When Clippers forward Marcus Morris wrapped his arms around Nikola Jokic, heaving the two-time MVP to the ground, it was impossible not to consider the recent history.
Meaningless preseason game or not, Morris could’ve been (might have been?) responding to the ugly incident last season with his brother. But amid the move, Morris inadvertently knocked Jokic into the back of Norm Powell’s leg. It was fair to say, in that instant, there was no love lost between the Nuggets and Clippers, two teams with legitimate NBA Finals aspirations out of the West.
Both teams suffered a lost season last year. Now healthy, both are among the leading contenders in the conference.
With the 126-115 win, Denver drew first blood and will wrap up its preseason schedule Friday in San Francisco. Here’s what mattered:
Jokic back: Sporting tape around his right wrist, Jokic was available after missing the last two games due to a sprain. He didn’t shoot much — perhaps a result of lingering soreness in that wrist — but he did facilitate like he always does. He racked up four assists in the first four minutes of the contest, infusing his greatest weapon into Denver’s already-formidable offense.
While Jamal Murray (hamstring) and Bones Hyland (left ankle strain) sat due to minor injuries, it was a reminder, yet again, that the Nuggets’ point-center is more than capable of making Denver’s offense cook. With seven assists in the first half, Jokic was the primary playmaker of an offense that posted 74 points in the first half.
With Jokic dishing like he did Wednesday, although the Nuggets would like him to score, he doesn’t need to. Due to the injuries, he was flanked by numerous cutters and shooters — basically his ideal running mates. Bruce Brown was an early beneficiary when he kept cutting through the lane and received an easy dime from Jokic for a layup. Michael Porter Jr. took two feeds from Jokic and converted them into silky 3-pointers. Aaron Gordon registered 12 points and five rebounds in the first half, feasting on the open space bought by Denver’s perimeter snipers.
But as much as Brown and Porter benefitted off Jokic’s vision, his passing freed up another starter even more.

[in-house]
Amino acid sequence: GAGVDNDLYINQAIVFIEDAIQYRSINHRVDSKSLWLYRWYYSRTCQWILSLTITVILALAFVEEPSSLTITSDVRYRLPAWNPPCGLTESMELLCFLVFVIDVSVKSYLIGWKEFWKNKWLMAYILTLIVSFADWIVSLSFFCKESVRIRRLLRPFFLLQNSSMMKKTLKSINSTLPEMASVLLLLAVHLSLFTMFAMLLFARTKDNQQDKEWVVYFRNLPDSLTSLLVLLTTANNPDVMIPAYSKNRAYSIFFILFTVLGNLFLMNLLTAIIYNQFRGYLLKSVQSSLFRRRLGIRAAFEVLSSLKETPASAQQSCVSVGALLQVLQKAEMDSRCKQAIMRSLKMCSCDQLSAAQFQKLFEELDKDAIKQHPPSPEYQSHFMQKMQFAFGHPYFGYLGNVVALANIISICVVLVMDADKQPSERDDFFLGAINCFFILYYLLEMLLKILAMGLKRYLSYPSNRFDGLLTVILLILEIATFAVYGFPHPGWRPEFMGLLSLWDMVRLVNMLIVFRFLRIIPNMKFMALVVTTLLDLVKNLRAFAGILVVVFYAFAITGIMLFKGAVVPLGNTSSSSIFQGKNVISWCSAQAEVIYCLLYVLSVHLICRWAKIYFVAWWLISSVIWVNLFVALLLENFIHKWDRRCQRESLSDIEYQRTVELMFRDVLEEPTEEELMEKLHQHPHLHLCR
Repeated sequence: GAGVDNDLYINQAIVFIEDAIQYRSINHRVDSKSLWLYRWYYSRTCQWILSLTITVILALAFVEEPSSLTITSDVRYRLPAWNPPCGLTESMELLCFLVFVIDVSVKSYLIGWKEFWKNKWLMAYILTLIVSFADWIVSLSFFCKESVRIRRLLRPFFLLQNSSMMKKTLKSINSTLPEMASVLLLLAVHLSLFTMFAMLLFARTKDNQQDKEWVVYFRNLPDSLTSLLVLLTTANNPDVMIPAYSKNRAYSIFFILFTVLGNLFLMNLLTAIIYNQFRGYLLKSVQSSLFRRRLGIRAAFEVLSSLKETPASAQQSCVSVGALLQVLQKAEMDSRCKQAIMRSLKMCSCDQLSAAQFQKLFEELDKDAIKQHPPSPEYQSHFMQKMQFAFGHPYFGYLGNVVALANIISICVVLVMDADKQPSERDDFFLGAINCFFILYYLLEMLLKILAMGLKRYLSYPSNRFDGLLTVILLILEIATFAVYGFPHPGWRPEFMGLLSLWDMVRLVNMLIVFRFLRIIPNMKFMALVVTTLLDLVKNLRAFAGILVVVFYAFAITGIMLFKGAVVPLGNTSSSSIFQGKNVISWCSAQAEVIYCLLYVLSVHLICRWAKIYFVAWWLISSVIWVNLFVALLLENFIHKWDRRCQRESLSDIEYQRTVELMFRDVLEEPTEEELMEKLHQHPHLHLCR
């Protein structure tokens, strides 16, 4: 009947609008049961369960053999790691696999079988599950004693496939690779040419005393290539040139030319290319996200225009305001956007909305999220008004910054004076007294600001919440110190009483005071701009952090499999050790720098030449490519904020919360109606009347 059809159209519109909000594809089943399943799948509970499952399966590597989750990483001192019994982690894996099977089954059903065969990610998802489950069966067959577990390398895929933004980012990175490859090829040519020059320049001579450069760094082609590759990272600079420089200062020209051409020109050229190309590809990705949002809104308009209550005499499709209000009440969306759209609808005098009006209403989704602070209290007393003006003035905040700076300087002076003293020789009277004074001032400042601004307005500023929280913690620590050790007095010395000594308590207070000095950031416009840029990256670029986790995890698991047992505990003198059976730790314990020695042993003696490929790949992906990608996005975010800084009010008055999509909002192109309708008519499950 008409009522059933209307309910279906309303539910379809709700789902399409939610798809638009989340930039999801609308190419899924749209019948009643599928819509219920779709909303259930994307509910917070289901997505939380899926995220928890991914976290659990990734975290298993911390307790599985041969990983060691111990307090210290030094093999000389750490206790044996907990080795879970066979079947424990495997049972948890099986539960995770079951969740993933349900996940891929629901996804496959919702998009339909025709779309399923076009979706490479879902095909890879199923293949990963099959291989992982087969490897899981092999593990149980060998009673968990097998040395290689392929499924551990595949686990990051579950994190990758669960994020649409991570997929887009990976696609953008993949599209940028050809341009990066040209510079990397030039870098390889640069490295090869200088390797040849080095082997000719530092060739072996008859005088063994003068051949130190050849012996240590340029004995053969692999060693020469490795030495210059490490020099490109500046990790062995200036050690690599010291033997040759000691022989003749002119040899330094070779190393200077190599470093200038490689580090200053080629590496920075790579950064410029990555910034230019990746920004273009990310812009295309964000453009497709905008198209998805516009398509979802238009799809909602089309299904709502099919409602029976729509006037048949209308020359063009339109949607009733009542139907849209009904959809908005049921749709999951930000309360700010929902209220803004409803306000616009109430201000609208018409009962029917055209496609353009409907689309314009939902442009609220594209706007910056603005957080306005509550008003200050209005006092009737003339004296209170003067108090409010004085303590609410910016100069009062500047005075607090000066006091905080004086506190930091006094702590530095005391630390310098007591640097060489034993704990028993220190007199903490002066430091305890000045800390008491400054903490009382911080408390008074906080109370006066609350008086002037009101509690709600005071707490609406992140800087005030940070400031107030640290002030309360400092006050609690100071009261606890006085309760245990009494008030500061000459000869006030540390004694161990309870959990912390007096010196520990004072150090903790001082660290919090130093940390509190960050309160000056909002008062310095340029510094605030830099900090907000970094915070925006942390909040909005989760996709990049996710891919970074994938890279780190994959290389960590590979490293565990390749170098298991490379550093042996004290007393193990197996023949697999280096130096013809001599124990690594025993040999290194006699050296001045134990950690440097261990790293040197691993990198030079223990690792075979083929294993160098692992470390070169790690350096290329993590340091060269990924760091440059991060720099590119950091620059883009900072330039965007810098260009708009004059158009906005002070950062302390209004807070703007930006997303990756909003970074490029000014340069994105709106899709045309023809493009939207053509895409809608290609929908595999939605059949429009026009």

Here comes KCP: Earlier this training camp, Kentavious Caldwell-Pope vowed he was going to “eat” in Denver’s offense. The shots had been there in the first three games, but they hadn’t fallen with the regularity anyone anticipated. That changed on Wednesday. Caldwell-Pope had 14 in the first half, including two 3-pointers. Of his four field goals, Jokic assisted on three of them.
Like Brown, Caldwell-Pope has quickly learned that if he cuts, he’ll be rewarded. And as a reliable corner 3-point shooter, he’s either going to be the reason teams hesitate to double-team Jokic, or he’ll be the beneficiary if they do.
Any lineup featuring Caldwell-Pope, Gordon and Brown has immense defensive potential. Their switch-ability and aggressiveness could be a staple of Michael Malone’s rotations come the regular season.
Backup battle? Most of the rotation appears to be set. At center, both Zeke Nnaji and DeAndre Jordan, who rested on Wednesday, have acquitted themselves well. Nnaji, in particular, has seized on his positive offseason and carried it into training camp. His physical gains are obvious, and the game is slowing for him.
The other interesting battle is at backup small forward, where first-round pick Christian Braun can’t help but make a play. His motor is relentless and his confidence, in his first NBA experience, is noteworthy. He reached double-digits in scoring for the second consecutive game and flashed his athleticism with two breakaway dunks.
Veteran Davon Reed, who hit both his 3-point tries, might have something to say about Braun’s rise. He’s a reliable two-way wing with some amount of equity built up with the organization. Both players deserve a look with the second unit once the games start to matter.